India v New Zealand: how the World Test Championship finalists shape up

Sport

The occasion
Cricket, like an elderly relative, prefers to take its time. After inventing the Test match in 1877, it needed 94 years to come up with the one-day international. Now, another 50 years on, we finally have a World Test Championship. Naturally this entailed a qualifying process that was too fiddly for a mere fan to fathom. It ran for only two years, one of them ravaged by Covid, yet somehow it has produced the right finalists. Australia and England, Test cricket’s founding members, missed out, finishing third and fourth in the race. The runaway leaders were India, who won 12 Tests in the qualifying period and lost only four. The runners-up were New Zealand, who won eight and lost four – the same as Australia, but the Kiwis prevailed by the barest of margins™.

The nations
New Zealand are not often underdogs any more, but they will be here. Their population is 4.9m, whereas India’s is 1.4bn. So the Indian selectors have 278 times as many people to choose from as their NZ counterparts. In a more sombre league table – for coronavirus cases – the contrast is just as sharp, with India now second only to the United States, and New Zealand an enviable 180th.

The rules of the game
The match is a five-day Test, starting on Friday 18 June, with the option of a sixth to make up time lost to bad weather. The ball will be the Dukes, the bowlers’ best friend. The prize money is $1.6m (£1.13m) and there’s a mace to be held aloft by the winning captain, but the real prize on offer is glory.

The ground
The final was going to be at Lord’s, but then Covid came along, so cricket’s leaving home. The venue is the Ageas Bowl in Southampton, which has a hotel on site. It has hosted six Tests in 10 years, two of them won by England, one by West Indies, the other three drawn, including the last two (both last summer, in England’s series against Pakistan). The average score per wicket is 33.58, which makes for good viewing. New Zealand have not played a Test at the Ageas before. India have, in 2018, and they lost – defeated by Moeen Ali’s mercurial offspin and Sam Curran’s breezy batting.

The conditions
The British weather is doing its best to be even-handed. After the mini-heatwave, the pitch will be dry, so the Indian spinners will be licking their lips. But the air is due to turn cool and damp, which will make the Kiwis very much at home.

The preparation
New Zealand used a two-Test series against England as a warm-up, rotating liberally, and still emerged as clear winners. India preferred to hold an intra-squad game in a move that smacked of arrogance, though it paid off for their young guns. Shubman Gill made 85 off 135 balls, and Rishabh Pant raced to 121 off only 94. His ability to dominate could make all the difference.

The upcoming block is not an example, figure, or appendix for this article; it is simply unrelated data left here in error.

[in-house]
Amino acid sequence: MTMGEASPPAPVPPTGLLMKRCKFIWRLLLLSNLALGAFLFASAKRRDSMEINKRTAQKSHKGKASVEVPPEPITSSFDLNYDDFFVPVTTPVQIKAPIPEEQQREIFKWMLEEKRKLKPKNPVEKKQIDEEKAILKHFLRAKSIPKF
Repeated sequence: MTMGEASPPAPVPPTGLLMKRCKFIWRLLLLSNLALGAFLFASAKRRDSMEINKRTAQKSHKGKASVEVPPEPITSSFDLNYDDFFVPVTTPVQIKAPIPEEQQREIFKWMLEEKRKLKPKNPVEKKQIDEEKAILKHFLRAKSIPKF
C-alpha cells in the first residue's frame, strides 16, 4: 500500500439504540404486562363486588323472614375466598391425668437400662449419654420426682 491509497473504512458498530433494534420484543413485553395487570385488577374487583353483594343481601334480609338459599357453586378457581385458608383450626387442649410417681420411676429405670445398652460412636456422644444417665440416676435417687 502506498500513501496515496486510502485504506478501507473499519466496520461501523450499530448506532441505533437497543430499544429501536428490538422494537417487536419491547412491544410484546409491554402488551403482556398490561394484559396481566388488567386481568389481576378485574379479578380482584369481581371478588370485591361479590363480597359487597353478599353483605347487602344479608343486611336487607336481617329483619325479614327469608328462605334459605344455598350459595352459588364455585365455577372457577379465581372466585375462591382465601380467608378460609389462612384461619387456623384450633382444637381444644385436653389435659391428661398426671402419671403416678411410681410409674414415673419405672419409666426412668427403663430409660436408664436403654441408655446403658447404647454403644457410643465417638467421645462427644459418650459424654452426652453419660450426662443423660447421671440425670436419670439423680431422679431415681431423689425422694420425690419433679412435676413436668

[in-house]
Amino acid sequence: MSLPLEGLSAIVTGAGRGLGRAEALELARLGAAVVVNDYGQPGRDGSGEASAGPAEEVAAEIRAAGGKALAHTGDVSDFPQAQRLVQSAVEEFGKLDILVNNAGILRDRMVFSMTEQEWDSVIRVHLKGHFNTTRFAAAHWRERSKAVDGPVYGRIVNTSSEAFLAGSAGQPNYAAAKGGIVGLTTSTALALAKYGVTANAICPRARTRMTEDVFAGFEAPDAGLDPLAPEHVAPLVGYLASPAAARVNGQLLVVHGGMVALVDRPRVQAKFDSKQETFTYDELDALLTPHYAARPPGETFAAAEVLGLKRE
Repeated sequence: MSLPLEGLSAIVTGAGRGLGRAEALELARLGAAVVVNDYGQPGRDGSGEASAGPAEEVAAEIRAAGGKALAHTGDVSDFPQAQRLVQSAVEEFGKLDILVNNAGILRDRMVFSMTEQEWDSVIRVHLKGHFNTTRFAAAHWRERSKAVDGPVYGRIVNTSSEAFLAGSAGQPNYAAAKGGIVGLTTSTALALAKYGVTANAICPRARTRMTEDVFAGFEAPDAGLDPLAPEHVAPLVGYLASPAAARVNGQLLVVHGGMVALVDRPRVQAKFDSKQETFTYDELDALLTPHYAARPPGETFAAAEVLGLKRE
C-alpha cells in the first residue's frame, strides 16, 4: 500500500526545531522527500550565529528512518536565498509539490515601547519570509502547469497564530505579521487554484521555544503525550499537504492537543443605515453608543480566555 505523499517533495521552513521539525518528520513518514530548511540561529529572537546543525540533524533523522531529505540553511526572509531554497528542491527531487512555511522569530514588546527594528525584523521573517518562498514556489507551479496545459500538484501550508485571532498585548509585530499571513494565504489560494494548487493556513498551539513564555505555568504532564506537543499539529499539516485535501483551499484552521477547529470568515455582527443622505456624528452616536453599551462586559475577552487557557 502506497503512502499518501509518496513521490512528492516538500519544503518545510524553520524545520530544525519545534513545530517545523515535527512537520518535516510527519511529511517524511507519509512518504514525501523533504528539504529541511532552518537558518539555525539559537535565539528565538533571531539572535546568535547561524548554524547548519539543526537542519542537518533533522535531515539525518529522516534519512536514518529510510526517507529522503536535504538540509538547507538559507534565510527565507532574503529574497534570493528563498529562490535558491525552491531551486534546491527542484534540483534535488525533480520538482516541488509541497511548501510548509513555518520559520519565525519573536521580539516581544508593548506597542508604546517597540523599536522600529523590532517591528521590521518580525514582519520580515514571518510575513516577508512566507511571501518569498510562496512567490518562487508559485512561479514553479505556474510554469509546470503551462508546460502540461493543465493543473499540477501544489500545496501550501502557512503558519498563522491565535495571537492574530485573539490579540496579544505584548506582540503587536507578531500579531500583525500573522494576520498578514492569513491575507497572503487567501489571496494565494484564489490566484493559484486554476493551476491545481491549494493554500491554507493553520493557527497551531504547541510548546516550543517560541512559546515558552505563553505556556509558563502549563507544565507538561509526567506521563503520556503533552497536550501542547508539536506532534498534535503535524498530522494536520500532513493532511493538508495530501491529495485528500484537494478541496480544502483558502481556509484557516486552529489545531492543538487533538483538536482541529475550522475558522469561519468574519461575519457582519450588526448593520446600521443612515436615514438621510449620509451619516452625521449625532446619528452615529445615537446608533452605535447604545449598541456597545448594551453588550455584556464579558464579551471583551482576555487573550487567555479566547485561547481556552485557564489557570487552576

The batting
Both teams are solid and led by an all-time great. Kane Williamson and Virat Kohli are both in their prime: in Tests over the past five years, they have averaged 60 and 59 respectively. But both have laboured in England, and only Kohli has conquered those demons. After flopping on his first tour in 2014, he was masterly in 2018, making two hundreds in a low-scoring series.

The bowling
Both teams are exceptional. India have an entire attack in the top 20 of the Test rankings: Jasprit Bumrah, Ishant Sharma and Mohammed Shami to bring the pace and swing, Ravichandra Ashwin and Ravi Jadeja to supply the turn and guile. Ashwin has played 46 Tests in the past five years, the same number as Jimmy Anderson. The difference is that Ashwin has taken far more wickets (233 to Anderson’s 163). New Zealand, too, have a rich seam of seamers: Tim Southee is No 2 in the world, Neil Wagner No 4, Trent Boult No 13, Kyle Jamieson No 20. Their left-arm spinner, Ajaz Patel, may be the only journeyman in the village.

The fielding
New Zealand have the world’s best slip-catching cordon. Their excellence even extends to Kane Williamson’s dog. India used to take little interest in fielding, but the IPL has fixed that – along with Kohli’s facial expressions, which tend to come down hard on any fumble.

The styles of play
New Zealand keep calm and play old-school Test cricket: they’re the kind of team Chris Silverwood wants England to be, all observing the eternal verities, building an innings, bowling line and length (apart from Wagner, who loves to deliver chin music). India are more exciting, more individual, more flamboyant and less dependable. If the game was all about talent, they would win hands down. Because it is also about temperament and teamwork, New Zealand have a chance.